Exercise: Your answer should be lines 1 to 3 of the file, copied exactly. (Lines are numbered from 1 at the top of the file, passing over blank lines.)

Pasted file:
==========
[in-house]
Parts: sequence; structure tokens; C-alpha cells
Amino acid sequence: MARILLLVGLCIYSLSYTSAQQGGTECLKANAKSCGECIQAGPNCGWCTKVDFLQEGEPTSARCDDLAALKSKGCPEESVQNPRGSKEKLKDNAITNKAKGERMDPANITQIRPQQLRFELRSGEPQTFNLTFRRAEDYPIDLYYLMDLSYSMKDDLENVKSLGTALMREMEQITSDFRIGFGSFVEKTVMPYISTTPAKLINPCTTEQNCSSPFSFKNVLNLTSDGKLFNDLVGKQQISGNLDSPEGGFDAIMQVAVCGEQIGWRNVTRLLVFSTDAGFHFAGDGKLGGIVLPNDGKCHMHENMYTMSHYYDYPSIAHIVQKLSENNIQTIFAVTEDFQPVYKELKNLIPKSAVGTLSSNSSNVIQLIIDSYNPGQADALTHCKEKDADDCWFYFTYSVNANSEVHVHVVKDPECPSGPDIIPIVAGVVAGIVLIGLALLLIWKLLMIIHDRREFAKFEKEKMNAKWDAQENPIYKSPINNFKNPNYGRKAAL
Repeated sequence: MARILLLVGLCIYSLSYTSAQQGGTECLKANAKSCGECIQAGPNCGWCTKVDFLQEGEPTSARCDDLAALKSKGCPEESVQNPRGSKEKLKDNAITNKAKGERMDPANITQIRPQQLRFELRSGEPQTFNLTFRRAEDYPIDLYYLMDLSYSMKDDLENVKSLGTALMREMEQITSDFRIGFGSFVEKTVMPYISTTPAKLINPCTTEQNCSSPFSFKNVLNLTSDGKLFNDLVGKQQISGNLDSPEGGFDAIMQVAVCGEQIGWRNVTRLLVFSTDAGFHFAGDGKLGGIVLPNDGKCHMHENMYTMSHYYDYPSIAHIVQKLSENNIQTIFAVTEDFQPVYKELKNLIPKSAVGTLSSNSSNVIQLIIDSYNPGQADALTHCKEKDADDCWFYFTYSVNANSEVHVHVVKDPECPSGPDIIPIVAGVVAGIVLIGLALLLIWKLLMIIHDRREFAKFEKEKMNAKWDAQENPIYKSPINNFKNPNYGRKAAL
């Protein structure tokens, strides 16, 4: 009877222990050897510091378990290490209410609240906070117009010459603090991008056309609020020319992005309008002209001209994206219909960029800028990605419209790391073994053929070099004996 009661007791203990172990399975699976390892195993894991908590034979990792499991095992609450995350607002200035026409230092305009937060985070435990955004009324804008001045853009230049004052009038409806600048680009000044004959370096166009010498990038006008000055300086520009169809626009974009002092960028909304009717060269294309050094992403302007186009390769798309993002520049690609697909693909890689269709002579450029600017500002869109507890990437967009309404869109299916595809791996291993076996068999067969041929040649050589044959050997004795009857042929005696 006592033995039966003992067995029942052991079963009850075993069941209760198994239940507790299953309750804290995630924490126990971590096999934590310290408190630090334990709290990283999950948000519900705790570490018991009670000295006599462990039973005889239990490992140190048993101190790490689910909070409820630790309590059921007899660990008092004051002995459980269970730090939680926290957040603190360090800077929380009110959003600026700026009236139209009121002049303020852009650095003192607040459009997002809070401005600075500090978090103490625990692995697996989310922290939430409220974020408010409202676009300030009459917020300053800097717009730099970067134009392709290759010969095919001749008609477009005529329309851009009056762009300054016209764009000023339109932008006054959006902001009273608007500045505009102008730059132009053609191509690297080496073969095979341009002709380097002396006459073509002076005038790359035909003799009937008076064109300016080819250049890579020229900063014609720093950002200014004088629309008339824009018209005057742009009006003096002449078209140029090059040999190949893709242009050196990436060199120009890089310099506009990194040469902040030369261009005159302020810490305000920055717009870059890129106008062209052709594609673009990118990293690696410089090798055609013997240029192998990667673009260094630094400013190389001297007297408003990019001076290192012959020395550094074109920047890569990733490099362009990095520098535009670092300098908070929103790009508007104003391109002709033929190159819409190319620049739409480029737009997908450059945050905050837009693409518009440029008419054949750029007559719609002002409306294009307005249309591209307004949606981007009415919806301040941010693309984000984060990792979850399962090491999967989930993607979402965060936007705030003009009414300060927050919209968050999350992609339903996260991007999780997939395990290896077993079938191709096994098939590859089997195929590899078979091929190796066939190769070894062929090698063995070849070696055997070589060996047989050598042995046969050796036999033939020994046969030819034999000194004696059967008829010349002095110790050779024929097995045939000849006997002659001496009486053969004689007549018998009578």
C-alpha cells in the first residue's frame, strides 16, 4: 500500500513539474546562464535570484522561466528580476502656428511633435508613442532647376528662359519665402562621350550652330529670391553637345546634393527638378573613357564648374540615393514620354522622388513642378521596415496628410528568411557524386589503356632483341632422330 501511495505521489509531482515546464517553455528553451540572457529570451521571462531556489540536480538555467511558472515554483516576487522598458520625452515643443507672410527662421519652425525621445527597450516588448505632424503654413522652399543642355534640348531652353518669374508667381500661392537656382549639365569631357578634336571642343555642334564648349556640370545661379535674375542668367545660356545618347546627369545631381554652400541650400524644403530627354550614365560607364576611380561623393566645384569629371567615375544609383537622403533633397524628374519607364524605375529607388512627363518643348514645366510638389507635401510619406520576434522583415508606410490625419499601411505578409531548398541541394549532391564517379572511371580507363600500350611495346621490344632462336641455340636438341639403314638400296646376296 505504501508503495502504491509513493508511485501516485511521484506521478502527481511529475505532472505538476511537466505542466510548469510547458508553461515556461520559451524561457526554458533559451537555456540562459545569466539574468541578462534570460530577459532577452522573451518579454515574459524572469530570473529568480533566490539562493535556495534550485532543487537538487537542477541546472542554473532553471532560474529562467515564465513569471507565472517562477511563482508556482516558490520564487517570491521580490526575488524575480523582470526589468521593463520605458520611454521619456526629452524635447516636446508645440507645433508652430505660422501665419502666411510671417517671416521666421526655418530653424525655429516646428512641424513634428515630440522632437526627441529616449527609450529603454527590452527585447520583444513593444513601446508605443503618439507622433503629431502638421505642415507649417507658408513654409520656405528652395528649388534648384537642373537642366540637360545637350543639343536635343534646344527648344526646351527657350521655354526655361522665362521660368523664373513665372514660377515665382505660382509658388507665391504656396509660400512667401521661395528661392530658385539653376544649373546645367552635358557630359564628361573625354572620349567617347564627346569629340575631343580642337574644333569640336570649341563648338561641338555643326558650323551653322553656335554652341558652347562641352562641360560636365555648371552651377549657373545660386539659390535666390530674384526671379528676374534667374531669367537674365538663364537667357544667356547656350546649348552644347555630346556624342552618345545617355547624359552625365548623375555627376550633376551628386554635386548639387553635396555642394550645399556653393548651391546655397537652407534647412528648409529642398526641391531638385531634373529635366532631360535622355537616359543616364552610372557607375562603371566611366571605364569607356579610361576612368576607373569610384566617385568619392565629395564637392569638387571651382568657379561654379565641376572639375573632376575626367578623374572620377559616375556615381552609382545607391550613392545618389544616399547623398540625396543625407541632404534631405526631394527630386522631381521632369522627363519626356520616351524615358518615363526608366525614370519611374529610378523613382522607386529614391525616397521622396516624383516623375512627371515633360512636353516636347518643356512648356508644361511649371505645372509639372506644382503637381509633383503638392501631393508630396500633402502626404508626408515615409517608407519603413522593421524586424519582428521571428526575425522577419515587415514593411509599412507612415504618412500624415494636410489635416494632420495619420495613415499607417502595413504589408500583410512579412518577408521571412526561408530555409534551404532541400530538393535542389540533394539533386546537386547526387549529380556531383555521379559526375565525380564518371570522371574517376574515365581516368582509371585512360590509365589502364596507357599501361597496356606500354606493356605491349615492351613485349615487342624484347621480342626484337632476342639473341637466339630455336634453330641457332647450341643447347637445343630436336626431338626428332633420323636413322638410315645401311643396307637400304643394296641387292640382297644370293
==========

[in-house]
Parts: sequence; structure tokens; C-alpha cells
Amino acid sequence: MARILLLVGLCIYSLSYTSAQQGGTECLKANAKSCGECIQAGPNCGWCTKVDFLQEGEPTSARCDDLAALKSKGCPEESVQNPRGSKEKLKDNAITNKAKGERMDPANITQIRPQQLRFELRSGEPQTFNLTFRRAEDYPIDLYYLMDLSYSMKDDLENVKSLGTALMREMEQITSDFRIGFGSFVEKTVMPYISTTPAKLINPCTTEQNCSSPFSFKNVLNLTSDGKLFNDLVGKQQISGNLDSPEGGFDAIMQVAVCGEQIGWRNVTRLLVFSTDAGFHFAGDGKLGGIVLPNDGKCHMHENMYTMSHYYDYPSIAHIVQKLSENNIQTIFAVTEDFQPVYKELKNLIPKSAVGTLSSNSSNVIQLIIDSYNPGQADALTHCKEKDADDCWFYFTYSVNANSEVHVHVVKDPECPSGPDIIPIVAGVVAGIVLIGLALLLIWKLLMIIHDRREFAKFEKEKMNAKWDAQENPIYKSPINNFKNPNYGRKAAL